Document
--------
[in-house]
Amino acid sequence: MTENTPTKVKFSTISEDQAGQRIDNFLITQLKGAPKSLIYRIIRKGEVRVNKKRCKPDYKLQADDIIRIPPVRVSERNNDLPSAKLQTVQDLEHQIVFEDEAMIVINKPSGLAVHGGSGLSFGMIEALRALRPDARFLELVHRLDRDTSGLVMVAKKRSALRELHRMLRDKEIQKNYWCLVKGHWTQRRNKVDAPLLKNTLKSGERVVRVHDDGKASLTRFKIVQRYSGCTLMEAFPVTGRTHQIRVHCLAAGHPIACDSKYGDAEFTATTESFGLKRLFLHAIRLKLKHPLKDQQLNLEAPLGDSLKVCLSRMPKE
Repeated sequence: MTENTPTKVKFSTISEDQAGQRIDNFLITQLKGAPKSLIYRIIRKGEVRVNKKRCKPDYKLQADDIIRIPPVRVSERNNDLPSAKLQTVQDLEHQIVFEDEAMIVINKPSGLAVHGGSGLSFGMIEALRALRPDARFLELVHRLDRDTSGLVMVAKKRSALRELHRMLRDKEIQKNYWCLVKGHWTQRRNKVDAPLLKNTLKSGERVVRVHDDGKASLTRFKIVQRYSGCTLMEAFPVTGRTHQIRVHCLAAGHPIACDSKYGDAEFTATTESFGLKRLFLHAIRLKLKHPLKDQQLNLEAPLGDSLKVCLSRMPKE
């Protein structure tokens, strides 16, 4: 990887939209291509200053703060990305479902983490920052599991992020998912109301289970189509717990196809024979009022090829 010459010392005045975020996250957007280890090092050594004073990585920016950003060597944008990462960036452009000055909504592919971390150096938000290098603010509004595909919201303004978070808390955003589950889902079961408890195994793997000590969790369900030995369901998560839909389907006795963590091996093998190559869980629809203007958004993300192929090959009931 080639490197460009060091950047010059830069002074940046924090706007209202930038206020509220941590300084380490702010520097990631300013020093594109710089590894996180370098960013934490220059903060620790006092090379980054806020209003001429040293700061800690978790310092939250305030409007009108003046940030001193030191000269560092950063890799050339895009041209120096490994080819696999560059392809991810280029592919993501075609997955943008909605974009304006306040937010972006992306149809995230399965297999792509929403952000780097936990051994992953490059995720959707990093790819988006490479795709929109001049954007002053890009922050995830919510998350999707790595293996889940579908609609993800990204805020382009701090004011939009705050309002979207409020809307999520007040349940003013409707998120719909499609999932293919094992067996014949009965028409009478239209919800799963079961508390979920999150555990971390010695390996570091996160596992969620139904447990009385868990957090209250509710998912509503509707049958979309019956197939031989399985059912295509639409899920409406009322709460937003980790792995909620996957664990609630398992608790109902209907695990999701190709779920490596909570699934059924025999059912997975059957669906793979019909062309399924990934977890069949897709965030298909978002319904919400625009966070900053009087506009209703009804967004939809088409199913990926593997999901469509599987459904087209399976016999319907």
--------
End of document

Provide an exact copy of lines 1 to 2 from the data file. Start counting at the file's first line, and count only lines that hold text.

[in-house]
Amino acid sequence: MTENTPTKVKFSTISEDQAGQRIDNFLITQLKGAPKSLIYRIIRKGEVRVNKKRCKPDYKLQADDIIRIPPVRVSERNNDLPSAKLQTVQDLEHQIVFEDEAMIVINKPSGLAVHGGSGLSFGMIEALRALRPDARFLELVHRLDRDTSGLVMVAKKRSALRELHRMLRDKEIQKNYWCLVKGHWTQRRNKVDAPLLKNTLKSGERVVRVHDDGKASLTRFKIVQRYSGCTLMEAFPVTGRTHQIRVHCLAAGHPIACDSKYGDAEFTATTESFGLKRLFLHAIRLKLKHPLKDQQLNLEAPLGDSLKVCLSRMPKE